When a lot of people think of a public high school, they picture a disorganized and chaotic place, filled with unruly pupils who excel in disarray. Likewise, some think of private schools as filled with preppy, untalented, rich pupils who live their lives in their uniforms.
But these generalities do not reflect the true nature of public and private schools. While they may seem miles apart, the truth is that they are not so different.
Teachers, dress codes and spirit
Both public and private schools have teachers who care about their students and who love their jobs. Conor Wood, sophomore at Alter High School, enjoys the care that his private school teachers put into their jobs. “I love the dedication that my teachers put into their work,” said Wood. “They genuinely enjoy what they do, and they are never afraid to go the extra mile in order to teach.”
Annie Kost, a sophomore at Centerville High School, a public school, harbors the same feeling for the staff at her school. “Even though I go to a huge school, my teachers will always go out of their way to help me understand their lessons,” said Kost.
However, public and private schools maintain a stark contrast when it comes to dress code. While Centerville and Fairmont have virtually identical dress codes – shorts must be fingertip length, no low-cut V-necks or hats – private schools require a school uniform to be worn every day.
Meghan Wilke, an Alter junior, doesn’t mind this requirement. “I actually really like our uniforms. It’s nice not to have to wake up and worry about what to wear school, when all I have to do is put on my uniform,” said Wilke. “I’ve been wearing uniforms all my life, so I’m used to it.”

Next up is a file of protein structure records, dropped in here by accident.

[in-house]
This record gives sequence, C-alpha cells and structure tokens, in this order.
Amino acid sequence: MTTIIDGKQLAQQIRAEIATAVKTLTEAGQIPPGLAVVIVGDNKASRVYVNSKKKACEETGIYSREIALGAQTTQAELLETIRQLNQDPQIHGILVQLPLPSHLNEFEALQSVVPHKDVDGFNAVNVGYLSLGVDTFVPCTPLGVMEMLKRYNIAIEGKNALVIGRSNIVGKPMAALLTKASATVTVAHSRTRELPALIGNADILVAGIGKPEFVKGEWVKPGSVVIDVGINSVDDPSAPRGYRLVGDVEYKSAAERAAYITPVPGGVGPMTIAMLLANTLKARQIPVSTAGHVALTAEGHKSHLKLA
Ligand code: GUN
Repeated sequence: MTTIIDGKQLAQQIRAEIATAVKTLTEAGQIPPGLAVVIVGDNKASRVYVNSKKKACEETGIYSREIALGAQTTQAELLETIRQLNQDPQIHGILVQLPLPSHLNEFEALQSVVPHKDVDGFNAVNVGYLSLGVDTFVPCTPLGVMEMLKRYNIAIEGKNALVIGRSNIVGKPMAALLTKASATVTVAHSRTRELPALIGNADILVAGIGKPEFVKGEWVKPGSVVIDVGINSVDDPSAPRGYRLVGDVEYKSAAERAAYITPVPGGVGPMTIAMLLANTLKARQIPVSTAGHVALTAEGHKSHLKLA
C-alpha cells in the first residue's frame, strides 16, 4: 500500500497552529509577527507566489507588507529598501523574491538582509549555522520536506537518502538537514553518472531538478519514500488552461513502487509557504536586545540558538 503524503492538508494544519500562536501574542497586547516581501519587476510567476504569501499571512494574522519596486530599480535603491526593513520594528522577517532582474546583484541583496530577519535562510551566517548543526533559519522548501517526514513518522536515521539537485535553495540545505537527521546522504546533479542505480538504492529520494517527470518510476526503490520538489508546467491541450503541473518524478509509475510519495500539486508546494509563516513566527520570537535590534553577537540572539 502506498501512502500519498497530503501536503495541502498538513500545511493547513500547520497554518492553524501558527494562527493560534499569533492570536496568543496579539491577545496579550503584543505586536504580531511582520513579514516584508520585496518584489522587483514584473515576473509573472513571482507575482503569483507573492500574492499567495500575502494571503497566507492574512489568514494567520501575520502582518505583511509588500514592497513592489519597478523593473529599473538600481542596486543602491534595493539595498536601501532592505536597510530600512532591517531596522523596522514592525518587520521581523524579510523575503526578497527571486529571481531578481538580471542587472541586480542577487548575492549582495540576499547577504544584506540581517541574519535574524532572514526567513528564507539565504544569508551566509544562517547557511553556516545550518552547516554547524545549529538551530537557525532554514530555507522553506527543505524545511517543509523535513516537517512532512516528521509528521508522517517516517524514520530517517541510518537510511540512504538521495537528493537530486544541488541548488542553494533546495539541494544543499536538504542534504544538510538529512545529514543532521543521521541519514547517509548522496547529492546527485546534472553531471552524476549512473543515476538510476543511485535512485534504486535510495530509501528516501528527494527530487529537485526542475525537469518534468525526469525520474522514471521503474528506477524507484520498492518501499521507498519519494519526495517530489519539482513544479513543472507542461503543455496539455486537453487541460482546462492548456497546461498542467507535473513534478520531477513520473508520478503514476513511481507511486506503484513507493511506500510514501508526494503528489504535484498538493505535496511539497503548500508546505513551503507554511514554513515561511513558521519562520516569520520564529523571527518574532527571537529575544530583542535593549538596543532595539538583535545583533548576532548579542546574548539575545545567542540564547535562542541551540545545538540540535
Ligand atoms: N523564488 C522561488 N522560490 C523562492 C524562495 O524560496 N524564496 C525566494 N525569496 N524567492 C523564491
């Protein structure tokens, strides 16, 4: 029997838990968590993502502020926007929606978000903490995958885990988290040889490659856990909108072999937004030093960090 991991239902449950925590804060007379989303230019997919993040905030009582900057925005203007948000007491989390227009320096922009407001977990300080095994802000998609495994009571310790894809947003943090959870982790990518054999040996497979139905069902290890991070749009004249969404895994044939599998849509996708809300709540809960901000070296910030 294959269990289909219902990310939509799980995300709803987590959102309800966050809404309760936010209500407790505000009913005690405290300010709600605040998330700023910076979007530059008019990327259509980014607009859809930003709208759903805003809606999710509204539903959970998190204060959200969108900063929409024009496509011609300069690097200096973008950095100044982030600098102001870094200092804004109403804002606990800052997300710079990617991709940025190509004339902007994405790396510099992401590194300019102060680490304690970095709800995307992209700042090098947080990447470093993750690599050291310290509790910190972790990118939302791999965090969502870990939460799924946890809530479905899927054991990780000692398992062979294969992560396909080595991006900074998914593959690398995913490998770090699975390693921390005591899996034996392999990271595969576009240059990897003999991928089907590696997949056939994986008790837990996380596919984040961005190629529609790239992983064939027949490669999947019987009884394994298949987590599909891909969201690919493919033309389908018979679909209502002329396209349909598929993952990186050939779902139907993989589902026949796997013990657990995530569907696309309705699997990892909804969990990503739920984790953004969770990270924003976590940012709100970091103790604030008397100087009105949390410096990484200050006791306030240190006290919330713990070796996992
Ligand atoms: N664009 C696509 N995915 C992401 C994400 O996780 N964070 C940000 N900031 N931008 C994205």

Fairmont senior Tessa Kellner attended the Baylor School, a private institution in Tennessee, for her 6th through 8th grade years. She had a different experience with private school uniforms. “I like that people at Fairmont can express themselves,” said Kellner. “I had to wear the same thing every day, and I felt like I was just blending into the pack. There was no sense of individuality.”
Both public and private schools share ideals on spirit as well. Bobby Ballard is a sophomore at Fairmont and a member of the football team. “I love the intensity of our school spirit,” said Ballard. “Every chance Fairmont has, we go above and beyond to support Blue and Silver.”
Alter sophomore Wood feels the same way. “One of my favorite things about Alter is our school spirit. When you’re in the student section at a football game and everyone is yelling and screaming, you get really pumped. I love that about my school.”
Phones, lunches, schedules and ID policies
School rules are not always easily discernable as belonging strictly to public or private schools. For instance, Alter and Centerville have strict policies in regard to cell phones, whereas Fairmont’s is much more liberal. Alter and Centerville students cannot have their cell phones out in the hallways or classes while school is in session. Fairmont, on the other hand, permits students to operate cell phones and iPods between periods.